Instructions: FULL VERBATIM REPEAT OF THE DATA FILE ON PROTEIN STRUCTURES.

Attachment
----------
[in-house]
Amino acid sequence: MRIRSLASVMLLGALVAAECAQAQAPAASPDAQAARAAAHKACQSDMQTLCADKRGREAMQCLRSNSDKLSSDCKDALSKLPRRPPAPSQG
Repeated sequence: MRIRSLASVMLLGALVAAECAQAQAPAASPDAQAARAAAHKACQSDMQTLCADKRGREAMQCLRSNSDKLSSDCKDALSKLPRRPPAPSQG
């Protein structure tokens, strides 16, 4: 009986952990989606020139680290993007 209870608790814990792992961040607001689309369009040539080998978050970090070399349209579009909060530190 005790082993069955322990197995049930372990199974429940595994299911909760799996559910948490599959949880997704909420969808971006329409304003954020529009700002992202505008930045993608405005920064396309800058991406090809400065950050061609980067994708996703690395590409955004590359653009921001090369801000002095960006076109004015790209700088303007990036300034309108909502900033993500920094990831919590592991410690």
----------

[in-house]
Amino acid sequence: MRIRSLASVMLLGALVAAECAQAQAPAASPDAQAARAAAHKACQSDMQTLCADKRGREAMQCLRSNSDKLSSDCKDALSKLPRRPPAPSQG
Repeated sequence: MRIRSLASVMLLGALVAAECAQAQAPAASPDAQAARAAAHKACQSDMQTLCADKRGREAMQCLRSNSDKLSSDCKDALSKLPRRPPAPSQG
């Protein structure tokens, strides 16, 4: 009986952990989606020139680290993007 209870608790814990792992961040607001689309369009040539080998978050970090070399349209579009909060530190 005790082993069955322990197995049930372990199974429940595994299911909760799996559910948490599959949880997704909420969808971006329409304003954020529009700002992202505008930045993608405005920064396309800058991406090809400065950050061609980067994708996703690395590409955004590359653009921001090369801000002095960006076109004015790209700088303007990036300034309108909502900033993500920094990831919590592991410690």